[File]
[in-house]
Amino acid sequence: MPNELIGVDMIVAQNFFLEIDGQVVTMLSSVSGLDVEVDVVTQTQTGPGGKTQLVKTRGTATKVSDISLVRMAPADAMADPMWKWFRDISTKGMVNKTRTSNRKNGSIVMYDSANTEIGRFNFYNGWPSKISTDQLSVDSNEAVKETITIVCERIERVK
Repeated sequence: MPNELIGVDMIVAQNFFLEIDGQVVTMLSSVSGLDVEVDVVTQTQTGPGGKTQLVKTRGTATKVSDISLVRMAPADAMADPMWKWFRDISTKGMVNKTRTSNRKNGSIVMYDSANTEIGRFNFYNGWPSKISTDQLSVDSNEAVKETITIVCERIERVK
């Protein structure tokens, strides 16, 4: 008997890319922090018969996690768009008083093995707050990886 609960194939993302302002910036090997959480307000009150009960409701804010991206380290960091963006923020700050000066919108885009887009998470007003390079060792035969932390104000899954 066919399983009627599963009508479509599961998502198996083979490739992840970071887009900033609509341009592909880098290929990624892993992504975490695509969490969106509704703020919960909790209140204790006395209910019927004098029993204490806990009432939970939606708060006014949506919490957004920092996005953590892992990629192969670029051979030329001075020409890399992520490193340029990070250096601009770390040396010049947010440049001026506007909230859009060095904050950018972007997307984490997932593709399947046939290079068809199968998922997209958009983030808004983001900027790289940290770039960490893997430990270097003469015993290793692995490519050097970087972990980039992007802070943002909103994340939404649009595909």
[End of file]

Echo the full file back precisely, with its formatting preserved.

[in-house]
Amino acid sequence: MPNELIGVDMIVAQNFFLEIDGQVVTMLSSVSGLDVEVDVVTQTQTGPGGKTQLVKTRGTATKVSDISLVRMAPADAMADPMWKWFRDISTKGMVNKTRTSNRKNGSIVMYDSANTEIGRFNFYNGWPSKISTDQLSVDSNEAVKETITIVCERIERVK
Repeated sequence: MPNELIGVDMIVAQNFFLEIDGQVVTMLSSVSGLDVEVDVVTQTQTGPGGKTQLVKTRGTATKVSDISLVRMAPADAMADPMWKWFRDISTKGMVNKTRTSNRKNGSIVMYDSANTEIGRFNFYNGWPSKISTDQLSVDSNEAVKETITIVCERIERVK
């Protein structure tokens, strides 16, 4: 008997890319922090018969996690768009008083093995707050990886 609960194939993302302002910036090997959480307000009150009960409701804010991206380290960091963006923020700050000066919108885009887009998470007003390079060792035969932390104000899954 066919399983009627599963009508479509599961998502198996083979490739992840970071887009900033609509341009592909880098290929990624892993992504975490695509969490969106509704703020919960909790209140204790006395209910019927004098029993204490806990009432939970939606708060006014949506919490957004920092996005953590892992990629192969670029051979030329001075020409890399992520490193340029990070250096601009770390040396010049947010440049001026506007909230859009060095904050950018972007997307984490997932593709399947046939290079068809199968998922997209958009983030808004983001900027790289940290770039960490893997430990270097003469015993290793692995490519050097970087972990980039992007802070943002909103994340939404649009595909």